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Italian Children at Work, 1881-1961

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Author Info

  • Gianni Toniolo

    (Duke University and CEPR)

  • Giovanni Vecchi

    ()
    (University of Rome "Tor Vergata")

Abstract

This paper quantifies the extent and the main characteristics of child work in Italy during the years 1881-1961. From population censuses, we created a new database of the economically active population aged 10-14 by gender, region, and economic sector. We find that child work incidence declined sharply over time, from 64.3 percent in 1881 to 3.6 percent in 1961. This pattern holds true both nationally and within regions. The new body of evidence we provide casts serious doubts on international comparisons which portray post-war Italy as a country with peculiarly high employment rates for children. Our findings also challenge the view that the initial phases of industrialization had a negative impact on the living standards of Italian children. We show that, in the case of Italy, industrialization coincided with a decline in the employment of children. Our analysis of the determinants of child work suggests that (i) changes in the allocation of total active population among productive sectors explain only a small amount of changes in the employment of children; (ii) changes in labor and compulsory-schooling legislation indicates that the impact of institutions on child labor was modest until the late 1930s. Overall, the increasing GDP per head was probably the main, but not the only, driving force behind declining child work incidence.

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Bibliographic Info

Article provided by GDE (Giornale degli Economisti e Annali di Economia), Bocconi University in its journal Giornale degli Economisti.

Volume (Year): 66 (2007)
Issue (Month): 3 (November)
Pages: 401-427

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Handle: RePEc:gde:journl:gde_v66_n3_p401-427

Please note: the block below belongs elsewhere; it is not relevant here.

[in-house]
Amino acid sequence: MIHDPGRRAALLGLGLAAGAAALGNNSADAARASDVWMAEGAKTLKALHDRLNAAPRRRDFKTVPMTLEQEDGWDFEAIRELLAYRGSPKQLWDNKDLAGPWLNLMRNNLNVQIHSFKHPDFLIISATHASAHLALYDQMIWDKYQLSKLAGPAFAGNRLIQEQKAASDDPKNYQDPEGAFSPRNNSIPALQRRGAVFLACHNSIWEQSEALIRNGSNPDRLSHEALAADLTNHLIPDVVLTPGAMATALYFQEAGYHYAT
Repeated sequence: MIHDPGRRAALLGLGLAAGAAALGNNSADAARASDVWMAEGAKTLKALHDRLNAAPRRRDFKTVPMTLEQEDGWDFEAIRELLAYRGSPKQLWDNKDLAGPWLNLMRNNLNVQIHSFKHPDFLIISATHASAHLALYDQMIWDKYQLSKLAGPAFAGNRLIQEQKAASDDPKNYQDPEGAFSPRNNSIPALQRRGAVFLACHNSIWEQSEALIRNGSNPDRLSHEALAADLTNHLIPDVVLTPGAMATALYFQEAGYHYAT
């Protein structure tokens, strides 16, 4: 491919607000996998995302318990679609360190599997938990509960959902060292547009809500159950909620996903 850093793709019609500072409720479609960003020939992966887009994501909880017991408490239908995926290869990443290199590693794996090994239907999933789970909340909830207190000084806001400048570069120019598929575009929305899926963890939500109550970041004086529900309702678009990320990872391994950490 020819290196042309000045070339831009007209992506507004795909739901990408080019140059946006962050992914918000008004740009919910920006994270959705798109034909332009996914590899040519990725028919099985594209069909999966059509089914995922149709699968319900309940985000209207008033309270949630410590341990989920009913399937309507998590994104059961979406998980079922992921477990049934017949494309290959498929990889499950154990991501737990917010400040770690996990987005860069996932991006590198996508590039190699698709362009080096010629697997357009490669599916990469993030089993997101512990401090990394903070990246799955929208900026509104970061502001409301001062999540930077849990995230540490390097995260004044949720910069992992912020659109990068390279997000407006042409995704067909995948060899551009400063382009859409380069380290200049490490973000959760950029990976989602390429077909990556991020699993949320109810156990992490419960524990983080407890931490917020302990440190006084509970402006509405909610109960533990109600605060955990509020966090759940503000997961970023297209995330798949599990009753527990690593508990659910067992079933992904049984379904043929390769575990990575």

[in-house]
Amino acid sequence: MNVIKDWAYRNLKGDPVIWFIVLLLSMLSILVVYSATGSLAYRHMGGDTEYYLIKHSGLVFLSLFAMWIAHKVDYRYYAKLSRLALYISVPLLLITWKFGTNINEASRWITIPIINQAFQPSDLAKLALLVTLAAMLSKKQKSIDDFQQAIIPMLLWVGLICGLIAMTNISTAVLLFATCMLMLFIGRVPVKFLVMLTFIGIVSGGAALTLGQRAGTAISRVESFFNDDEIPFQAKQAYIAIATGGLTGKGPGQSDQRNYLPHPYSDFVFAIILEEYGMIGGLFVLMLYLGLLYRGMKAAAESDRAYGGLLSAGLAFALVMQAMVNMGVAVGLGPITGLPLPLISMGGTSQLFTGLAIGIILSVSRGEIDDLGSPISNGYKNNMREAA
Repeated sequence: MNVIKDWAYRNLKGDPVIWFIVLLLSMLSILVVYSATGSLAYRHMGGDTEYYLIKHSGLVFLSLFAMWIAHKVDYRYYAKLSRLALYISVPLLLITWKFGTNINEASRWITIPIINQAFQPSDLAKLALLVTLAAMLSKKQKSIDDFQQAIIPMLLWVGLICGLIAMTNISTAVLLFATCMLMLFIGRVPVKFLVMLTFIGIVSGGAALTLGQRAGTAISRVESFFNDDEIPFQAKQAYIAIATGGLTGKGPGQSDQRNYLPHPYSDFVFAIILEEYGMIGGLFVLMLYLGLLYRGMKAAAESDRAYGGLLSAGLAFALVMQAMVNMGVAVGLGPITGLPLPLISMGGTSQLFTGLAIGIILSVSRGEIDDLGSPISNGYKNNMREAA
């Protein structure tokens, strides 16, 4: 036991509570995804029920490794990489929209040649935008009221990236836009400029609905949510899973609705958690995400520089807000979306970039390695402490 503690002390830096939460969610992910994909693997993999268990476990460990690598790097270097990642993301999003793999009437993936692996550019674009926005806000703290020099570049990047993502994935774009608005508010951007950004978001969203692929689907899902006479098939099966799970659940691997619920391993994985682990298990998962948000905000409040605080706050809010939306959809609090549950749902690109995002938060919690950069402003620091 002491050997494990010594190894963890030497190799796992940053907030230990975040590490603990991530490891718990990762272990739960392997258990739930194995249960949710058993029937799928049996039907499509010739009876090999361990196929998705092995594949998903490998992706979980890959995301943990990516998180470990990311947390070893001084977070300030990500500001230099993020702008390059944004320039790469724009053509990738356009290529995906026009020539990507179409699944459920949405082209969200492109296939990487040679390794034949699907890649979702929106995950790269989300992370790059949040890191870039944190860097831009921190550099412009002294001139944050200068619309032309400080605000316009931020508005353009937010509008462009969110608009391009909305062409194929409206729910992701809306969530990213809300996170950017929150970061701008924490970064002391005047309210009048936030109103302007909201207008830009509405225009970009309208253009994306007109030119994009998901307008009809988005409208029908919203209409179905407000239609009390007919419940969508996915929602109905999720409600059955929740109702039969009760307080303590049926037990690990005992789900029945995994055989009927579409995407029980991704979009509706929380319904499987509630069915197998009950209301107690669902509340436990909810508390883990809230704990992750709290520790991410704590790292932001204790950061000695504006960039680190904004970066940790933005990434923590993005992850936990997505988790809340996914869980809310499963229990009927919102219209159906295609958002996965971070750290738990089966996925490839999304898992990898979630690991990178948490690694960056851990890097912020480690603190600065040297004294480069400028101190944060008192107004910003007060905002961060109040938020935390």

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Related research

Keywords: child labor; child work; living standards; industrialization; modern economic growth; Italy: Giornale degli Economisti e Annali di Economia;

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References

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  1. Matthias Doepke & Fabrizio Zilibotti, 2005. "The macroeconomics of child labor regulation," Staff Report 354, Federal Reserve Bank of Minneapolis.
  2. Dirk Krueger & Jessica Tjornhom Donohue, 2007. "On The Distributional Consequences Of Child Labor Legislation," Working Papers id:975, eSocialSciences.
  3. Skoufias, Emmanual & Parker, Susan W., 2002. "Labor market shocks and their impacts on work and schooling," FCND discussion papers 129, International Food Policy Research Institute (IFPRI).
  4. Ranjan, P., 1999. ""Credit Constraints and the Phenomenon of Child Labor"," Papers 98-99-12, California Irvine - School of Social Sciences.
  5. Kaushik Basu, 1999. "Child Labor: Cause, Consequence, and Cure, with Remarks on International Labor Standards," Journal of Economic Literature, American Economic Association, vol. 37(3), pages 1083-1119, September.
  6. Jean-Marie Baland & James A. Robinson, 2000. "Is Child Labor Inefficient?," Journal of Political Economy, University of Chicago Press, vol. 108(4), pages 663-679, August.
  7. Moehling, Carolyn M., 1999. "State Child Labor Laws and the Decline of Child Labor," Explorations in Economic History, Elsevier, vol. 36(1), pages 72-106, January.
  8. Duryea, Suzanne & Lam, David & Levison, Deborah, 2007. "Effects of economic shocks on children's employment and schooling in Brazil," Journal of Development Economics, Elsevier, vol. 84(1), pages 188-214, September.
  9. Eric V. Edmonds & Nina Pavcnik, 2005. "Child Labor in the Global Economy," Journal of Economic Perspectives, American Economic Association, vol. 19(1), pages 199-220, Winter.
  10. L.Guarcello & F.Mealli & F.Rosati, 2002. "Household Vulnerability and Child Labour: the Effect of Shocks, Credit Rationing and Insurance," UCW Working Paper 3, Understanding Children's Work (UCW Programme).
  11. Müller, Adrian, 2008. "Clarifying Poverty Decomposition," Proceedings of the German Development Economics Conference, Zurich 2008 30, Verein für Socialpolitik, Research Committee Development Economics.
  12. Giovanni Vecchi & Michela Coppola, 2004. "Nutrition And Growth In Italy, 1861-1911 What Macroeconomic Data Hide," Working Papers in Economic History wh043101, Universidad Carlos III, Departamento de Historia Económica e Instituciones.
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Cited by:
  1. Andrea Brandolini & Giovanni Vecchi, 2011. "The Well-Being of Italians: A Comparative Historical Approach," Quaderni di storia economica (Economic History Working Papers) 19, Bank of Italy, Economic Research and International Relations Area.

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